More hospital nurses to be attached to nursing homes

Nurse Myint Myint (left) and physiotherapy associate Tan Lip Yiap (right) attending to a patient at the Bethany Methodist Nursing Home yesterday. The nursing home will receive its first batch of around five staff nurses and physio- therapists in end-
Nurse Myint Myint (left) and physiotherapy associate Tan Lip Yiap (right) attending to a patient at the Bethany Methodist Nursing Home yesterday. The nursing home will receive its first batch of around five staff nurses and physio- therapists in end-November.ST PHOTO: LIM SIN THAI

They will be deployed for 2-year stints to help boost nursing standards in the homes

Mr Nicholas Chung has been attached to Bethany Methodist Nursing Home for less than half a year, but has already come up with an idea to improve things.

Instead of the usual practice of putting pills in trays, the senior staff nurse at National University Hospital thought of sorting pills into individual small drawers marked with a patient's photo and details.

"It will allow us to better verify the identity of the patient taking the medicine and eliminate medication error," said Mr Chung, 48, who has been at the nursing home in Choa Chu Kang since April, during the pilot of the Regional Health System Manpower Partnership.

Under the programme, which was launched on Tuesday, staff nurses and allied health professionals from hospitals will be deployed to nursing homes for stints of about two years, starting end-November.

The collaboration between the National University Health System (NUHS) and Methodist Welfare Services (MWS) aims to refine care processes and models, to ease the manpower crunch in the healthcare sector.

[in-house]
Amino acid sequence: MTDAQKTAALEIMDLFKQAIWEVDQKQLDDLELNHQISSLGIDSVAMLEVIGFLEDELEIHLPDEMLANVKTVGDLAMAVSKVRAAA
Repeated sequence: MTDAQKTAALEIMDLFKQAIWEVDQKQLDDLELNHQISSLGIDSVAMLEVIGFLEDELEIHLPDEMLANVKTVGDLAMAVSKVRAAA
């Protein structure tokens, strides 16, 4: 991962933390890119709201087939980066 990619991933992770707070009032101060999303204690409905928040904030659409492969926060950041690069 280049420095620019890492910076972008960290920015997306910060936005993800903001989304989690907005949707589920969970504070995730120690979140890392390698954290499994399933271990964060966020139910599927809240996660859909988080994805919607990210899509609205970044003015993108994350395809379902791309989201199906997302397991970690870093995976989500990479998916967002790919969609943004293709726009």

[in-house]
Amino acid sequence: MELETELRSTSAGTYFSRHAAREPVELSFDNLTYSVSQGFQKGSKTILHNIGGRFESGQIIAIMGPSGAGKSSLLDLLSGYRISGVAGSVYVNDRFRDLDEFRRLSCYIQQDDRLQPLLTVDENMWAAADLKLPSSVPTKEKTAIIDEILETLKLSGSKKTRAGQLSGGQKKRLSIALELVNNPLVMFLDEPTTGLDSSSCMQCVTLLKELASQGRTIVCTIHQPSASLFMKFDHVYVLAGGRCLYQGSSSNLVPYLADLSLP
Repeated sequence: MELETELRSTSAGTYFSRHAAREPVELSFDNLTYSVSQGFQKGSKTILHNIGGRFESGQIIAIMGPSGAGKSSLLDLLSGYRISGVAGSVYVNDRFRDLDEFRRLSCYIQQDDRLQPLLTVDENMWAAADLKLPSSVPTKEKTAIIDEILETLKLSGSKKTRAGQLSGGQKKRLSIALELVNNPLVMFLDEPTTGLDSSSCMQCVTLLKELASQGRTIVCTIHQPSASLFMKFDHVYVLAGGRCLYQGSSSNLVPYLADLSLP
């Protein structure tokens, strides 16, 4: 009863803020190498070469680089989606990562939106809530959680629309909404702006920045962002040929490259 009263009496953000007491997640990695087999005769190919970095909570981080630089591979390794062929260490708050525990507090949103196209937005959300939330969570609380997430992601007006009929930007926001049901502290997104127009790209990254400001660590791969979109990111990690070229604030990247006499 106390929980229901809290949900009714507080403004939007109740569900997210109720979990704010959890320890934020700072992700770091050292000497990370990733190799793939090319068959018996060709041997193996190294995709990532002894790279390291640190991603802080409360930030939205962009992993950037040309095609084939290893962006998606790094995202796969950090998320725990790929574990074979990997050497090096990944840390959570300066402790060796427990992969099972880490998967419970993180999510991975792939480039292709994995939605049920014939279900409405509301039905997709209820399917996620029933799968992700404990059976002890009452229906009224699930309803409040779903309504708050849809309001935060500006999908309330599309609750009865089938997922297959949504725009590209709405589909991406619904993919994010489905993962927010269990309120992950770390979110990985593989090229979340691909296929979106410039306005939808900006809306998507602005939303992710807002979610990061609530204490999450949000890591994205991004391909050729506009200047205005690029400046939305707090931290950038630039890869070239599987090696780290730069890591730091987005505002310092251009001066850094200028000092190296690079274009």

Demand for institutional care will go up as the number of Singaporeans aged above 65 will double to about 962,000 in the next 20 years.

Bethany Methodist Nursing Home, which is run by MWS, will receive its first batch of about five staff nurses and physiotherapists in end-November.

The programme will be rolled out progressively to other nursing homes in the western part of Singapore, including MWS' second nursing home, which is set to open in Yew Tee in August next year.

As the NUHS healthcare workers gain a better understanding of the needs of long-term care patients, they can strengthen the core capabilities of nursing homes in dementia care, advance care planning and infection control, said NUHS chief executive John Eu-Li Wong.

He said: "Nursing homes are a critical component of our integrative healthcare system... These are all areas where we have knowledge and skills that we can share."

He said the initiative will help nursing homes better meet the Enhanced Nursing Home Standards developed by the Ministry of Health, which took effect last year.

MWS group executive director Jenny Bong said: "One of the challenges for us is finding staff who are skilled enough to train all our staff in the nursing homes to carry out the standards, such as in pain management." She said one advantage of the initiative, as seen from the pilot that started last October, was the professional supervision provided to junior staff at the Bethany Methodist Nursing Home.

The programme will be evaluated at the end of two years to determine its feasibility and scalability.

Mr Chung, who is serving as an acting nurse manager during his stint, said: "It allows us to share our best practices, raise overall standards and encourage more nurses to be open to working in nursing homes."

A version of this article appeared in the print edition of The Straits Times on September 15, 2016, with the headline 'More hospital nurses to be attached to nursing homes'. Print Edition | Subscribe